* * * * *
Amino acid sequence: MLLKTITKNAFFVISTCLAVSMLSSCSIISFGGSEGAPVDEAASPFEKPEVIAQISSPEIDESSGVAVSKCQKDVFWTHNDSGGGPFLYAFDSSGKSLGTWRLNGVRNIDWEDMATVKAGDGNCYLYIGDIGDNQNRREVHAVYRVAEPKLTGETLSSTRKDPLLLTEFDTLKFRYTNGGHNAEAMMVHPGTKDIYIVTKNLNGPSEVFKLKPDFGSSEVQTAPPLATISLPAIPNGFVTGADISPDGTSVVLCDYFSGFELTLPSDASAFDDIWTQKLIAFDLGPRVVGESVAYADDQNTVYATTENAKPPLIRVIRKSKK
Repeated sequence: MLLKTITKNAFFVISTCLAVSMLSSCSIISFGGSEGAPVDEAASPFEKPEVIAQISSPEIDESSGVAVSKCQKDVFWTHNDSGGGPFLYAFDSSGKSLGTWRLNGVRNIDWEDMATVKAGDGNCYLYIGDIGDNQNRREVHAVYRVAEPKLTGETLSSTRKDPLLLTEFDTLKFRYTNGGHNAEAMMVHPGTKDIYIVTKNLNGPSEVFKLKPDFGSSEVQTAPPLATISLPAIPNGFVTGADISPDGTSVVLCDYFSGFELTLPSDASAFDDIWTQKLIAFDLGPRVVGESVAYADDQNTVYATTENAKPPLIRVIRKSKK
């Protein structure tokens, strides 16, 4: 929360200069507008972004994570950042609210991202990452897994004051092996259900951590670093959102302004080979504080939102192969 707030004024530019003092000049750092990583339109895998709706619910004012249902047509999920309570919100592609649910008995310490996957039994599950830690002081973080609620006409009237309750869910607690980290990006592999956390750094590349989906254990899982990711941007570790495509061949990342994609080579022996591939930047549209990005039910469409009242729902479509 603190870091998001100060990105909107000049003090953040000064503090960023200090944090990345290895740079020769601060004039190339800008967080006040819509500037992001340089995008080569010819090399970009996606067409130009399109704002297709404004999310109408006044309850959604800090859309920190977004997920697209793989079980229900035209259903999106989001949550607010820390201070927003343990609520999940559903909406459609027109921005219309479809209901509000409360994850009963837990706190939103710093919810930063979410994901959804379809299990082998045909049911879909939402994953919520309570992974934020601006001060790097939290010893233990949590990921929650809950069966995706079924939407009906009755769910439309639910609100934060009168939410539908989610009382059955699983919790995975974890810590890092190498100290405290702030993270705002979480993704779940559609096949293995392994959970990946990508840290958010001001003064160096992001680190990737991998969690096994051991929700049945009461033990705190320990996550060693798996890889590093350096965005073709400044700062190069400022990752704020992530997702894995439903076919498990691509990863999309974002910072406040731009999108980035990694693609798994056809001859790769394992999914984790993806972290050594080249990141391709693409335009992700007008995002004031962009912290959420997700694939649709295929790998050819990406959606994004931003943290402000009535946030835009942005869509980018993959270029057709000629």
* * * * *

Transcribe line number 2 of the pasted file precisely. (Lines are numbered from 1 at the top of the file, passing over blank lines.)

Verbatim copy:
Repeated sequence: MLLKTITKNAFFVISTCLAVSMLSSCSIISFGGSEGAPVDEAASPFEKPEVIAQISSPEIDESSGVAVSKCQKDVFWTHNDSGGGPFLYAFDSSGKSLGTWRLNGVRNIDWEDMATVKAGDGNCYLYIGDIGDNQNRREVHAVYRVAEPKLTGETLSSTRKDPLLLTEFDTLKFRYTNGGHNAEAMMVHPGTKDIYIVTKNLNGPSEVFKLKPDFGSSEVQTAPPLATISLPAIPNGFVTGADISPDGTSVVLCDYFSGFELTLPSDASAFDDIWTQKLIAFDLGPRVVGESVAYADDQNTVYATTENAKPPLIRVIRKSKK